The Well-Being Balancing Act
Pleasure and purpose work together
Even the most ardent strivers will agree that a life of purpose that is devoid of pleasures is, frankly, no fun. Happy people know that allowing yourself to enjoy easy momentary indulgences that are personally rewarding—taking a long, leisurely bath, vegging out with your daughter’s copy of The Hunger Games, or occasionally skipping your Saturday workout in favor of catching the soccer match on TV—is a crucial aspect of living a satisfying life. Still, if you’re primarily focused on activities that feel good in the moment, you may miss out on the benefits of developing a clear purpose. Purpose is what drives us to take risks and make changes—even in the face of hardship and when sacrificing short-term happiness.
Working to uncover how happy people balance pleasure and purpose, Colorado State’s Steger and his colleagues have shown that the act of trying to comprehend and navigate our world generally causes us to deviate from happiness. After all, this mission is fraught with tension, uncertainty, complexity, short bursts of intrigue and excitement, and conflicts between the desire to feel good and the desire to make progress toward what we care about most. Yet overall, people who are the happiest tend to be superior at sacrificing short-term pleasures when there is a good opportunity to make progress toward what they aspire to become in life.
If you want to envision a happy person’s stance, imagine one foot rooted in the present with mindful appreciation of what one has—and the other foot reaching toward the future for yet-to-be-uncovered sources of meaning. Indeed, research by neuroscientist Richard Davidson of the University of Wisconsin at Madison has revealed that making advances toward achievement of our goals not only causes us to feel more engaged, it actually helps us tolerate any negative feelings that arise during the journey.
Nobody would pretend that finding purpose is easy or that it can be done in a simple exercise, but thinking about which activities you found most rewarding and meaningful in the past week, what you’re good at and often recognized for, what experiences you’d be unwilling to give up, and which ones you crave more time for can help. Also, notice whether your answers reflect something you feel that you ought to say as opposed to what you truly love. For example, being a parent doesn’t necessarily mean that spending time with your children is the most energizing, meaningful part of your life—and it’s important to accept that. Lying to yourself is one of the biggest barriers to creating purpose. The happiest people have a knack for being honest about what does and does not energize them—and in addition to building in time for sensory pleasures each day, they are able to integrate the activities they most care about into a life of purpose and satisfaction.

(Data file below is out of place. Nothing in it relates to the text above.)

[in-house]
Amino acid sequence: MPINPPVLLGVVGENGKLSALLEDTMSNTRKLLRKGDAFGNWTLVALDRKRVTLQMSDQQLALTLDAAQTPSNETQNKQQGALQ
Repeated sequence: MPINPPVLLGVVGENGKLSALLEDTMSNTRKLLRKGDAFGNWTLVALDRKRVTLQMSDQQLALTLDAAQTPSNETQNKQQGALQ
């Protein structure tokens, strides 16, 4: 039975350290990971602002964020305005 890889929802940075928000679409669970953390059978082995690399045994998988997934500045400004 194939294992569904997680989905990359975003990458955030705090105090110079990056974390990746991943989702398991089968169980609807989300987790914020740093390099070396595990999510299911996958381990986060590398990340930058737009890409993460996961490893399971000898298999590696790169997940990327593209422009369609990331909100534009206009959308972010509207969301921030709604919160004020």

There’s More To Life Than Being Happy
Critics argue that the pursuit of happiness is a misguided goal—it’s fleeting, superficial, and hedonistic.
Research backs up some of these claims. People actually pay an emotional price for intensely positive events because later ones—even moderately pleasant ones—seem less shiny by contrast. (Sure, getting a raise feels terrific, but it might mean you fail to fully appreciate your son’s performance in the school play that afternoon.)
Perhaps more damning is a series of studies led by University of California, which revealed that people who place a premium on being happy report feeling more lonely. Yes, being happy might be healthy—but craving happiness is a slippery slope.
A well-lived life is more than just one in which you feel “up.” The good life is best construed as a matrix that includes happiness, occasional sadness, a sense of purpose, playfulness, and psychological flexibility, as well autonomy, mastery, and belonging.
While some people will rank high in happiness and social belonging, others will find they’ve attained a sense of mastery and achievement. This approach appreciates that not only do people differ in their happiness matrices—but they can shift in their own respective matrices from moment to moment.
For the entire article go to PsychologyToday.com